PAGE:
The Mobile newsroom, which after vacancies are filled will have about half the current staff, “will be a hyperlocal operation.” The staff “will cover the hell out of local news.”

But he agreed that the approach is a hybrid of a statewide operation and independent newspapers.

Sports reporting, according to people I talked to, will be overseen by editors in Birmingham, one for high schools and one for college. Each newspaper kept its marquee sports columnists, who also will report to Birmingham. But it's unclear if they'll continue to write columns.

The exception is that in Birmingham and Mobile, one sports reporter will answer to the hub's content director.

The newspapers have eliminated their opinion departments. In Birmingham, Pulitzer Prize-winning editorial writer Joey Kennedy was offered a job as a “community engagement specialist,” though his colleagues don't know what that job entails.

And the newspapers won't cover their surrounding communities as deeply. Nearly all the “zone” reporters in Birmingham lost their jobs. In Mobile, bureaus dedicated to covering the bedroom communities across the bay have been closed. The editor overseeing that operation was invited to stay on as a reporter.

Photojournalism doesn't appear to be a priority, considering that just two photographers are left in Mobile and Huntsville, and three in Birmingham. Nor does business coverage, with all or most of those reporters fired. Mobile and Birmingham will rely on wire services for their national political reporting after they cut those positions.

But you can see vestiges of the old newspaper beats: city council, cops, courts. Some people will be called “enterprise” reporters, which appears to have been assigned to those used to doing heavy lifting.

Some of the journalists who remain have been offered job titles that are based on broad subject areas, like an “industry” reporter or a “human rights and equality” reporter.

In Birmingham, a few people were offered “buzz reporter” positions. One said he wasn't sure what that was – across the company, the job descriptions are vague – except that it wasn't the sort of thing a newspaper reporter would be called.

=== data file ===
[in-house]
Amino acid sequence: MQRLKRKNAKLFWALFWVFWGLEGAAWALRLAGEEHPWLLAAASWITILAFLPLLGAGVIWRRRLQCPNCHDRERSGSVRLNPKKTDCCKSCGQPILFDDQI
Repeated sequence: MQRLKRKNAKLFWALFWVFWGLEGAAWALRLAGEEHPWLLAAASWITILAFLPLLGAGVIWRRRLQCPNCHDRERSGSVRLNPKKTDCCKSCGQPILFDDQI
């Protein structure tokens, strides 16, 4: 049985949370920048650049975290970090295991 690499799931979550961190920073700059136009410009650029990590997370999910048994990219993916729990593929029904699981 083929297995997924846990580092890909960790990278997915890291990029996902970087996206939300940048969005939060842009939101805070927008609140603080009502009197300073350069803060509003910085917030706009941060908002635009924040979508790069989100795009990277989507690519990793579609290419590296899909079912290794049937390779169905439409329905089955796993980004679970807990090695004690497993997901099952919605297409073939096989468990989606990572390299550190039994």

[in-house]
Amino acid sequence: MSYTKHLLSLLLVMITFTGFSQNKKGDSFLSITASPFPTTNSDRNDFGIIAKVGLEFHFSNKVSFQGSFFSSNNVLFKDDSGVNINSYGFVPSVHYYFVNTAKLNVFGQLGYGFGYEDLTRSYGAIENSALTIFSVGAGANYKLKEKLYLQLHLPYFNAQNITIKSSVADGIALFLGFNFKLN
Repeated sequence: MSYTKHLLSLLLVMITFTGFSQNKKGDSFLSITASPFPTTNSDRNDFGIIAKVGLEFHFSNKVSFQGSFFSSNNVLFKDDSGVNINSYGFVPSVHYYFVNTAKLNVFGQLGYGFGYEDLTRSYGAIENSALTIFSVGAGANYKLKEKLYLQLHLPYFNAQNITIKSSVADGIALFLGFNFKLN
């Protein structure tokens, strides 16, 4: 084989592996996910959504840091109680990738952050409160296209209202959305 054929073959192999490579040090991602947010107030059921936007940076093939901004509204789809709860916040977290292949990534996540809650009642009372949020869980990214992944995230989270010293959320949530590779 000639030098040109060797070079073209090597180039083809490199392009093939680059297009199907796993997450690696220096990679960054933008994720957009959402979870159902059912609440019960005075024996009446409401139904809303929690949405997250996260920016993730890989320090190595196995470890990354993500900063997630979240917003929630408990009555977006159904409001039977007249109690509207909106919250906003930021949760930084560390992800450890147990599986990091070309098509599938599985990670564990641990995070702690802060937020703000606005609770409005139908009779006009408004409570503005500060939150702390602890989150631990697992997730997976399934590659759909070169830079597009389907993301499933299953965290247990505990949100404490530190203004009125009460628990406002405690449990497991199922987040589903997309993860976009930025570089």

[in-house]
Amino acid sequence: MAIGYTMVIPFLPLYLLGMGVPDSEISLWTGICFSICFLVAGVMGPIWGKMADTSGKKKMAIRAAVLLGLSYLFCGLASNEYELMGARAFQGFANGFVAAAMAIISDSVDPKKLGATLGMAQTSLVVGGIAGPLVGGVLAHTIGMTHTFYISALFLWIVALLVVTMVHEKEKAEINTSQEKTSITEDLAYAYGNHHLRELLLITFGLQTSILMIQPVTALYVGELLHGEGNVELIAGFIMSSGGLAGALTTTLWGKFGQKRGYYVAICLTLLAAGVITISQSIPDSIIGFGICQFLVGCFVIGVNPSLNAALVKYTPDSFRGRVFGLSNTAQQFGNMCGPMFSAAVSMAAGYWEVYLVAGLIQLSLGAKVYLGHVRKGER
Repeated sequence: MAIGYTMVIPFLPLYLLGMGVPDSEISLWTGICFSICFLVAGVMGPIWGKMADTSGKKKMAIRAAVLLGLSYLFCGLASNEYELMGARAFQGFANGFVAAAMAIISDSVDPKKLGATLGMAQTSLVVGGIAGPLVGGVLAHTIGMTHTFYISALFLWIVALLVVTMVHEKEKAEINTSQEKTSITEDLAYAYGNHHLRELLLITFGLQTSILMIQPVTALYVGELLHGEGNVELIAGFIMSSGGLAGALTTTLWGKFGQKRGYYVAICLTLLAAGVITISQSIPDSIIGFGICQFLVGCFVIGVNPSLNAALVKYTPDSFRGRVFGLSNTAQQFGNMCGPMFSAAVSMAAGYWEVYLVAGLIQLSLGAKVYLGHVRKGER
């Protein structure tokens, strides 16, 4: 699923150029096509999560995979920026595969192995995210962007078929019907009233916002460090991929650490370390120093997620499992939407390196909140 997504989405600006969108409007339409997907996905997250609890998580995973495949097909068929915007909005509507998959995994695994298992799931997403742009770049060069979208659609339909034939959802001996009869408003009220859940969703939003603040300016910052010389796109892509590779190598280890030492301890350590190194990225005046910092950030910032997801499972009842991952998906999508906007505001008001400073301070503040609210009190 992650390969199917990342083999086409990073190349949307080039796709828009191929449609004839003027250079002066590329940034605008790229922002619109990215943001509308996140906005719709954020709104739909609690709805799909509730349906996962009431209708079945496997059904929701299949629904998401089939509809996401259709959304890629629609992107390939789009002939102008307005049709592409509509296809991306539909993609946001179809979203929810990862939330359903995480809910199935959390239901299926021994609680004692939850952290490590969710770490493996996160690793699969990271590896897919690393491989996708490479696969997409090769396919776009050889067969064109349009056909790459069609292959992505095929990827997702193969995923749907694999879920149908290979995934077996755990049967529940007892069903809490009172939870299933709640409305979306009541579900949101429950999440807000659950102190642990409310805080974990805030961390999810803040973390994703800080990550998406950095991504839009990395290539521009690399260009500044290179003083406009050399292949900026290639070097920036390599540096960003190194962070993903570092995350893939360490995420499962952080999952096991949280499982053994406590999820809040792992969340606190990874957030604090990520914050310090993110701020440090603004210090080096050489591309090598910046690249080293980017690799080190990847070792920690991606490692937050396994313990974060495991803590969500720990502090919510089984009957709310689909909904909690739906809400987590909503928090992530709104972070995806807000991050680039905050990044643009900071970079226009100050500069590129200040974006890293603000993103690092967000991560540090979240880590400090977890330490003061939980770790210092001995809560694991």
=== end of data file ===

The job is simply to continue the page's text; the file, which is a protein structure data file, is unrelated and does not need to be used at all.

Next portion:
Some of the titles sound like what you'd hear for employees of, you guessed it, The Huffington Post. A Web-lean, Web-first operation with loosely-defined beats.

The other similarity between the new approach and Huffington: clicks. Those who received job offers got letters that said, “the components of your total compensation package may be reevaluated but your opportunity to make the same total compensation will not be reduced.”

They don't know what that means, but like their colleagues in New Orleans, they suspect the company wants to pay them based on page views and engagement with readers.

One question for those who are left is how management will decide to use their limited resources. Reporters have been told that the papers will need more reporting, not less, which obviously is hard to reconcile with the number of severance offers.

Will the content directors make the same decision as some online-only news outlets, going narrow and deep? Or will they adopt the local TV news model, with general-assignment reporters moving from story to story?

The cutbacks and consolidation raise another question central to the nature of a local newspaper. What makes it local?

It's not where the press is located; plenty of papers are trucked in from outside plants. It doesn't seem to be based on where someone sits when he place stories and photos on a page.

Is it a local paper if you don't have an editorial board to weigh in on matters of local importance, to call out the school board and complain about lousy streets? Is it a local paper if you rely on stringers to cover the big football games and miss the Cinderalla story that a beat reporter would've nailed?

Advance seems to think a local newspaper is three things: a small group of reporters, advertisers who need your paper whether it's published three days or seven, and some readers. Fewer, every day.

Correction: The original version of this post said that Huntsville's newsroom was hit the hardest, but the percentage laid off there appears to be about the same as in Mobile.

  • Steve Myers

    Steve Myers was the managing editor of Poynter.org until August 2012, when he became the deputy managing editor and senior staff writer for The Lens, a nonprofit investigative news site in New Orleans.